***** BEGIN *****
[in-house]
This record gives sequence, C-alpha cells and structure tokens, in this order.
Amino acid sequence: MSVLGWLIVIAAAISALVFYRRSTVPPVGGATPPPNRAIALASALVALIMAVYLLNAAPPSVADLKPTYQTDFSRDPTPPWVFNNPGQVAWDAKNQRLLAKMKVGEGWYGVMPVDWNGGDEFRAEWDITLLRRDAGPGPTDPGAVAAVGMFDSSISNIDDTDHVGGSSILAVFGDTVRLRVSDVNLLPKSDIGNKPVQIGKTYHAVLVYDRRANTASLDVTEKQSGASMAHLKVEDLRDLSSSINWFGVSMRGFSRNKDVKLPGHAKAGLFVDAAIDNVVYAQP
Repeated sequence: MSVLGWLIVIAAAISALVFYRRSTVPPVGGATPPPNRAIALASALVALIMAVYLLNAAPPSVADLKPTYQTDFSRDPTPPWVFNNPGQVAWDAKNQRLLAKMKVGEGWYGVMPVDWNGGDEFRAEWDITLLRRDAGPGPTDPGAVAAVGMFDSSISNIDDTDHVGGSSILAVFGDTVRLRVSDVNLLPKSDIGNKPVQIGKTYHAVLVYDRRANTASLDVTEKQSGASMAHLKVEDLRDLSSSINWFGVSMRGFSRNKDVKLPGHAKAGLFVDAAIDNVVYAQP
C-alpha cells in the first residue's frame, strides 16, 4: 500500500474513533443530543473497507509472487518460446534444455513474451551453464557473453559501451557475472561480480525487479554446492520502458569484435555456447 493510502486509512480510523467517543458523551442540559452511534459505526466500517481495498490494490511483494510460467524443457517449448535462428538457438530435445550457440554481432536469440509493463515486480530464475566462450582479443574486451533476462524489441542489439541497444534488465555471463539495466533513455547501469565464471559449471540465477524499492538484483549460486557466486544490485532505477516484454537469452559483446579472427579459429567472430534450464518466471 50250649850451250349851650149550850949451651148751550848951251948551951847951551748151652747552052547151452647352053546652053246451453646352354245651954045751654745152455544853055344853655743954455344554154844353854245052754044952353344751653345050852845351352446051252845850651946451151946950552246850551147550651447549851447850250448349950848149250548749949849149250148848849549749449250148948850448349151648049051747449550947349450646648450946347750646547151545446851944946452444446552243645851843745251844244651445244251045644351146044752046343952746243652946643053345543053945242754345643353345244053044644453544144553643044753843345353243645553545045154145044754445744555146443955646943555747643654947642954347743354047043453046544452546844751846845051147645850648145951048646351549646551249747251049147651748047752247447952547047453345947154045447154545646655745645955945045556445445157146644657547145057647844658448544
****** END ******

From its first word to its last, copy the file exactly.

[in-house]
This record gives sequence, C-alpha cells and structure tokens, in this order.
Amino acid sequence: MSVLGWLIVIAAAISALVFYRRSTVPPVGGATPPPNRAIALASALVALIMAVYLLNAAPPSVADLKPTYQTDFSRDPTPPWVFNNPGQVAWDAKNQRLLAKMKVGEGWYGVMPVDWNGGDEFRAEWDITLLRRDAGPGPTDPGAVAAVGMFDSSISNIDDTDHVGGSSILAVFGDTVRLRVSDVNLLPKSDIGNKPVQIGKTYHAVLVYDRRANTASLDVTEKQSGASMAHLKVEDLRDLSSSINWFGVSMRGFSRNKDVKLPGHAKAGLFVDAAIDNVVYAQP
Repeated sequence: MSVLGWLIVIAAAISALVFYRRSTVPPVGGATPPPNRAIALASALVALIMAVYLLNAAPPSVADLKPTYQTDFSRDPTPPWVFNNPGQVAWDAKNQRLLAKMKVGEGWYGVMPVDWNGGDEFRAEWDITLLRRDAGPGPTDPGAVAAVGMFDSSISNIDDTDHVGGSSILAVFGDTVRLRVSDVNLLPKSDIGNKPVQIGKTYHAVLVYDRRANTASLDVTEKQSGASMAHLKVEDLRDLSSSINWFGVSMRGFSRNKDVKLPGHAKAGLFVDAAIDNVVYAQP
C-alpha cells in the first residue's frame, strides 16, 4: 500500500474513533443530543473497507509472487518460446534444455513474451551453464557473453559501451557475472561480480525487479554446492520502458569484435555456447 493510502486509512480510523467517543458523551442540559452511534459505526466500517481495498490494490511483494510460467524443457517449448535462428538457438530435445550457440554481432536469440509493463515486480530464475566462450582479443574486451533476462524489441542489439541497444534488465555471463539495466533513455547501469565464471559449471540465477524499492538484483549460486557466486544490485532505477516484454537469452559483446579472427579459429567472430534450464518466471 50250649850451250349851650149550850949451651148751550848951251948551951847951551748151652747552052547151452647352053546652053246451453646352354245651954045751654745152455544853055344853655743954455344554154844353854245052754044952353344751653345050852845351352446051252845850651946451151946950552246850551147550651447549851447850250448349950848149250548749949849149250148848849549749449250148948850448349151648049051747449550947349450646648450946347750646547151545446851944946452444446552243645851843745251844244651445244251045644351146044752046343952746243652946643053345543053945242754345643353345244053044644453544144553643044753843345353243645553545045154145044754445744555146443955646943555747643654947642954347743354047043453046544452546844751846845051147645850648145951048646351549646551249747251049147651748047752247447952547047453345947154045447154545646655745645955945045556445445157146644657547145057647844658448544